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Theft and embezzlement is widespread, and it occurs more often in healthcare than in most other industries
Lisa Sundquist still remembers the moment she decided to steal money from her practice. A check for $8,000 had arrived in the mail from an insurance provider-a settlement for an old claim that had already been written off and was never entered into their new practice management system.
“I remember thinking, ‘This money is not going to be missed by anyone,’” recalls Sundquist, who was administrator of a six-physician surgical practice in Portland, Oregon.
She was right, and soon learned just how easy it was to steal from the practice. With responsibility over all receivables and payables in QuickBooks and a thick stack of signed, blank checks provided by the physician owners to pay bills, Sundquist had the unfettered ability to cook the books and line her pockets.
Every few days she’d write a check out to herself and enter a valid vendor into the system to mask the spend. A $500 check here and a $3,000 check there quickly added up. By the time she resigned 18 months later, Sundquist had embezzled $257,000.
Assisting her, unwittingly, was an accountant who had been with the practice for 36 years.
“He got complacent,” says Sundquist. “If everything matched up, he would just sign off on the monthly reports and bank statements.” Like many practices, there were no safeguards built into the administrative workflow, so no one was looking over Sundquist’s shoulder.
Theft and embezzlement is widespread, and it occurs more often in healthcare than in most other industries, amounting to $25 billion in annual losses for medical practices, according to the Association of Certified Fraud Examiners.
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A 2009 survey by the Medical Group Management Association found that an astounding 83% of practice administrators have been associated with a practice where there was employee theft or embezzlement.
“It’s happening every single day. People just aren’t catching it and aren’t taking the time to look for it,” says Reed Tinsley, CPA, a Houston-based accountant who specializes in working with physicians and medical practices.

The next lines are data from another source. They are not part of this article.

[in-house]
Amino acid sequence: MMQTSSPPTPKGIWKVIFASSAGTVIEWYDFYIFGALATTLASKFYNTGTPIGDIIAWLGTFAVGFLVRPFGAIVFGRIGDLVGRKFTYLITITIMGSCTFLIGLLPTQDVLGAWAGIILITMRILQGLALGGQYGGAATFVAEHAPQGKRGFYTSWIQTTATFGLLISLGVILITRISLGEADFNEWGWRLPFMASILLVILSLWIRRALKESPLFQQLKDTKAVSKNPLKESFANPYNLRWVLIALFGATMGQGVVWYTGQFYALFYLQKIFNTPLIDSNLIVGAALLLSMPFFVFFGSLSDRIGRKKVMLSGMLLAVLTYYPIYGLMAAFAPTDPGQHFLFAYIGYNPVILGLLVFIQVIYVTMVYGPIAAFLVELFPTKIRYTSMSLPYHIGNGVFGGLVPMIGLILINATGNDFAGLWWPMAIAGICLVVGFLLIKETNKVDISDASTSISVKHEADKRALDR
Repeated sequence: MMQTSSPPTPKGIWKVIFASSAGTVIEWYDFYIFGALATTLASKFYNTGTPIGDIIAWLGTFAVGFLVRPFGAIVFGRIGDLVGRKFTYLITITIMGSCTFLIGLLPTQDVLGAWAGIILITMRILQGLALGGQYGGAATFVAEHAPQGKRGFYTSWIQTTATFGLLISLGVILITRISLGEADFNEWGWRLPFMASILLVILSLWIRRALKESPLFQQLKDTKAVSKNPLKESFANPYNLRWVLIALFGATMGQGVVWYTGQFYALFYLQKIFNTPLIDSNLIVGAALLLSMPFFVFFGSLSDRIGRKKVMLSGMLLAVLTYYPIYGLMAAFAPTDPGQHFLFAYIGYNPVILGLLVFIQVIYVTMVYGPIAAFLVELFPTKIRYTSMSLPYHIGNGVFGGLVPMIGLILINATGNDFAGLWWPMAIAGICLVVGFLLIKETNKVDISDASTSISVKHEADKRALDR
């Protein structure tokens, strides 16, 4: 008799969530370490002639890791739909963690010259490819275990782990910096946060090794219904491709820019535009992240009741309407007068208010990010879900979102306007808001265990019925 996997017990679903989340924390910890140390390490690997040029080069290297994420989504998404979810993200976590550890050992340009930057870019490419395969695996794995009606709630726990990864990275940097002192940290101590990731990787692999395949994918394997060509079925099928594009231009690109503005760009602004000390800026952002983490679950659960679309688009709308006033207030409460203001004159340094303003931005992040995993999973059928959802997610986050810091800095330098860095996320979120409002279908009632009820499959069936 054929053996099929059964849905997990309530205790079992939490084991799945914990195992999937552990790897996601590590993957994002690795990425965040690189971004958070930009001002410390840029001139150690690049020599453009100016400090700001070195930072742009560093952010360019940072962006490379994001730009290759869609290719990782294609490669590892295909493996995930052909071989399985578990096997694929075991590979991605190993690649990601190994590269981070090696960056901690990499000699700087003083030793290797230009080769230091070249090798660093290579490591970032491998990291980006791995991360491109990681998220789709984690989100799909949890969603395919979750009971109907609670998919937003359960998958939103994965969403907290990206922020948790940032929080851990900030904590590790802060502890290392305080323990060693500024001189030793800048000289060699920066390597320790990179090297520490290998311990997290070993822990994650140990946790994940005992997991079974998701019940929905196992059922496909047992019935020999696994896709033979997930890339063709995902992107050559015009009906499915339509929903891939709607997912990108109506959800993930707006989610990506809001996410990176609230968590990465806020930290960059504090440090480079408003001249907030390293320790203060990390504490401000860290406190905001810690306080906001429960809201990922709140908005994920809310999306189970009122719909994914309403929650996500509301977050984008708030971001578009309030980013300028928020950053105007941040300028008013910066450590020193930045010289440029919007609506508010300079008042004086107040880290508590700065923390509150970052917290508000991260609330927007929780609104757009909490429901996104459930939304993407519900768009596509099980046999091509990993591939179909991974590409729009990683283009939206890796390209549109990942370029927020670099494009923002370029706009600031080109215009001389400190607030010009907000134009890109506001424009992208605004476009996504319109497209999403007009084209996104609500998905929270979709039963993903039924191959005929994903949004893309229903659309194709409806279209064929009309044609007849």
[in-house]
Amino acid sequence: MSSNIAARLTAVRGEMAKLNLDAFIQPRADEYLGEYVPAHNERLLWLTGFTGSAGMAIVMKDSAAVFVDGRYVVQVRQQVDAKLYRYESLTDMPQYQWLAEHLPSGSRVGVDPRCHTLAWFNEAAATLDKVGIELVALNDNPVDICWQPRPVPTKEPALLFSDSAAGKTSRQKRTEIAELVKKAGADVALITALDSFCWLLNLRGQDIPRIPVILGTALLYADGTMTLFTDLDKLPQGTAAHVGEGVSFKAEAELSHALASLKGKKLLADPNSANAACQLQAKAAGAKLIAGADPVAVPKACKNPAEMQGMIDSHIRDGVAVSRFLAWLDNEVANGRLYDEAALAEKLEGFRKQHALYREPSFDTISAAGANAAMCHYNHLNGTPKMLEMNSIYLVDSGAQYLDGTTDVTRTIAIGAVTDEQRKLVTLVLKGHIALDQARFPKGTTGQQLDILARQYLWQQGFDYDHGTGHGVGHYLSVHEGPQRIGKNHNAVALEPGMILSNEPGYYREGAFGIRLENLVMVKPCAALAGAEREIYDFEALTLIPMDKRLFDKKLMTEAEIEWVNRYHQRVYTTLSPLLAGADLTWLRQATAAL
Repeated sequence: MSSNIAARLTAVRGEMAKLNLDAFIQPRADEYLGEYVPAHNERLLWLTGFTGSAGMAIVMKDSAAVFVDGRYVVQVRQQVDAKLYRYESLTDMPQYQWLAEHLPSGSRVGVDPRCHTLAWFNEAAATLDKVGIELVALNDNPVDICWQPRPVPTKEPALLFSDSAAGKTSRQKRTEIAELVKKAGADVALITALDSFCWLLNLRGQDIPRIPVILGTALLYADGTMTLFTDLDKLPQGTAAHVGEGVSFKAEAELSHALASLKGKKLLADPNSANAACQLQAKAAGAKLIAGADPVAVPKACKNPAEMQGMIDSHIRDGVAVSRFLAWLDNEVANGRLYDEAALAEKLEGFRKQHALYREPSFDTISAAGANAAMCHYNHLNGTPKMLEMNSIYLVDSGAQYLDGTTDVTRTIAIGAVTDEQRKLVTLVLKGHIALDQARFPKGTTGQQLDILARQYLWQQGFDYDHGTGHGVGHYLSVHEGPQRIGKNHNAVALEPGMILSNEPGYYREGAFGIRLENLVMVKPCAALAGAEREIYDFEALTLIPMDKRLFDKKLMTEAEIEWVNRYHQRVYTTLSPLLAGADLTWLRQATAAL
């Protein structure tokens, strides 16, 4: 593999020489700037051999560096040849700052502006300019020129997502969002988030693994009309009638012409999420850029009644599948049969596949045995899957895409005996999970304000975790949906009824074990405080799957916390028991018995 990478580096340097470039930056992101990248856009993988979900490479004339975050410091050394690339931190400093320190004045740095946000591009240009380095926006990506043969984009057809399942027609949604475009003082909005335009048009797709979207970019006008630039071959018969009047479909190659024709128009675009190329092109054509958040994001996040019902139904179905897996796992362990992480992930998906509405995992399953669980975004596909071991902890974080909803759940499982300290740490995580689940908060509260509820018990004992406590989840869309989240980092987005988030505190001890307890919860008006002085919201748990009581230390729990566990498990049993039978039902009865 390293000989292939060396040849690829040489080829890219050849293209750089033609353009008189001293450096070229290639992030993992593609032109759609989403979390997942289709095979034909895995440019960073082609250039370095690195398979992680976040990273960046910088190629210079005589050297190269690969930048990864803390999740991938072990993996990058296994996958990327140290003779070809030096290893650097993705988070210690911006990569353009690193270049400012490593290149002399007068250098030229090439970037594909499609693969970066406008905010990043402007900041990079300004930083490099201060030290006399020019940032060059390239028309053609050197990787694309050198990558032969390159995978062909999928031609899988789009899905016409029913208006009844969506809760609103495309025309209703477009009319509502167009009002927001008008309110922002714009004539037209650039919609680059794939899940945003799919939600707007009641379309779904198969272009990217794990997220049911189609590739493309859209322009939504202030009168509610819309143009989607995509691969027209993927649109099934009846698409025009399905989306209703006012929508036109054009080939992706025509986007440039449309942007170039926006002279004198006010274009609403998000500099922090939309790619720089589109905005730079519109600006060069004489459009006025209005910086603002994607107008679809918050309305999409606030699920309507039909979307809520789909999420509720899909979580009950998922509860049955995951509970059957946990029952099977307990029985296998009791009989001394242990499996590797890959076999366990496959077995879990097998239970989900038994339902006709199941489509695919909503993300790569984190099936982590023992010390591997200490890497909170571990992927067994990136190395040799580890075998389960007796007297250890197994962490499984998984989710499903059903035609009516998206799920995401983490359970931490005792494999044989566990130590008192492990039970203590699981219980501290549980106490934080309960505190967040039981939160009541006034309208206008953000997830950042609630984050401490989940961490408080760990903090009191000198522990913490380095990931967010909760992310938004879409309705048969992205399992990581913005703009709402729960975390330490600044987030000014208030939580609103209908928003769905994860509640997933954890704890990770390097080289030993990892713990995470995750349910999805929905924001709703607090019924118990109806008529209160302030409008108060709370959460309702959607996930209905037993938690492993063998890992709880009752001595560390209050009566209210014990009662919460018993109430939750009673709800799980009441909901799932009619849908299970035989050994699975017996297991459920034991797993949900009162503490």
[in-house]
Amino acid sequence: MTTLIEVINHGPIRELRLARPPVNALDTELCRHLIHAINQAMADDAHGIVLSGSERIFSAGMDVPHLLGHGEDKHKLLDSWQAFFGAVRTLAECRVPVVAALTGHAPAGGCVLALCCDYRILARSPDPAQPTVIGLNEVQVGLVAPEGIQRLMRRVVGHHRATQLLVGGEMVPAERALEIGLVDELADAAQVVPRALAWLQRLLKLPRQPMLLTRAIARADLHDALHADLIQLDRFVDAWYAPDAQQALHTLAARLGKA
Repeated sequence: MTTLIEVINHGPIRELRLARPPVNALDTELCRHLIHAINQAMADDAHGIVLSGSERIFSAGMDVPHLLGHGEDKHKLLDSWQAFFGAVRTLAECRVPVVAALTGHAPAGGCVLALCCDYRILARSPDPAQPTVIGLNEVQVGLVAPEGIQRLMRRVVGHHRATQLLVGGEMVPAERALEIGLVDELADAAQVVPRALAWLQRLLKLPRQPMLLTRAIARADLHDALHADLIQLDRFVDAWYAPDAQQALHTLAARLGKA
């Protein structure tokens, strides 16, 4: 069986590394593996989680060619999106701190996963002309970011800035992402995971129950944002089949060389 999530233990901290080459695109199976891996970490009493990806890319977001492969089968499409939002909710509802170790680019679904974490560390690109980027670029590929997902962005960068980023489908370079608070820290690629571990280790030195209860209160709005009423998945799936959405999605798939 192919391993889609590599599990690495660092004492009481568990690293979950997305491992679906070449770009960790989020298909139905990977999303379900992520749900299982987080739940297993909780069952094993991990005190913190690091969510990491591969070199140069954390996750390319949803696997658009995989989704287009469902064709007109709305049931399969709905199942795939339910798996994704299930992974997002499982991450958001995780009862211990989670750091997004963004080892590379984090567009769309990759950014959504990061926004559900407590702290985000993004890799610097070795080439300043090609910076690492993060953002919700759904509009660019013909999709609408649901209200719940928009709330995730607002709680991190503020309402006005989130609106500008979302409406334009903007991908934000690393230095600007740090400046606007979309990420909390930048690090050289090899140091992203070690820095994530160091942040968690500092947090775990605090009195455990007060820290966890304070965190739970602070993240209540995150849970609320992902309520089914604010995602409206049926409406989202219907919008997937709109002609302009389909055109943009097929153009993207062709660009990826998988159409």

Embezzlement can remain undetected for years-or longer. A practice administrator arrested in August 2016 was accused of embezzling more than $890,000 over 11 years from a North Carolina-based OB/GYN practice.
Sundquist’s theft wasn’t detected until six months after she resigned, when an outside accountant noticed that checks listed on bank statements didn’t match up with the practice’s records.
By then, all of the stolen money was gone. Sundquist pleaded guilty to 13 counts of aggravated first-degree theft in 2012 and was sentenced to 57 months in prison. She was released in 2015 and ordered to repay $250,000. But full restitution is unlikely. Sundquist now works odd jobs and doubts she’ll ever be able to pay back what she owes.
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Embezzlers tend to fit a certain profile, according to the “2013 Marquet Report on Embezzlement.” Often, they’re women with no criminal history who have worked their way up through the organization, perhaps starting as a receptionist and later moving into accounting or billing.
Sometimes their crime is triggered by an unexpected financial hardship, such as a spouse’s job loss or a sickness in the family. Other times, it’s driven by an addiction to drugs, alcohol or gambling-or simply a desire to live a lavish lifestyle.
This latter motivation was certainly the case for Sundquist. A 45-year-old mother and wife, Sundquist used the stolen money to spend lavishly on clothes, jewelry, tanning salons and fancy restaurants. She got breast enhancements and a tummy tuck, and treated friends and family to extravagant parties and vacations. Her family didn’t know she was financing this generosity with someone else’s money, she says.
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And while Sundquist began by stealing a sizeable amount, embezzlement often starts off small-perhaps with an employee “borrowing” a small sum of money from the cash drawer-and mushrooms from there. “If the money doesn’t get repaid and it goes undetected, the waters have been tested,” Tinsley says.
People who embezzle are often set free to steal again. Practice owners, fearing negative publicity and the perception that they run a shoddy business, can be reticent to press charges, says Karen Mosteller, CPA, a partner at Markham Norton Mosteller Wright & Company, in Naples, Florida.
Instead, they may opt to settle the matter quietly through an attorney. She recalls a client who declined to prosecute a nurse that was stealing Botox from her employer, a pain management physician in solo practice.
“The nurse begged the doctor not to prosecute because she’d lose her nursing license,” she says. “They settled it; she was never prosecuted. So this person can go on to do it to someone else.”
Now 50, Sundquist doesn’t expect to work for a medical practice again, although she does want to work with them. She’s establishing herself as a consultant and wants to help physicians recognize the warning signs of embezzlement.
“If I can protect just one person from being embezzled, it will be a good start” toward making amends, she says. “Doing some good will be the right thing to do.”
Today, she focuses on living her life honestly, even at the most basic level.
“What I did was embarrassing. It’s shameful,” she says. “But I can’t live with that shame and remorse for the rest of my life. Now, if I even see a penny on the street, I just step over it.”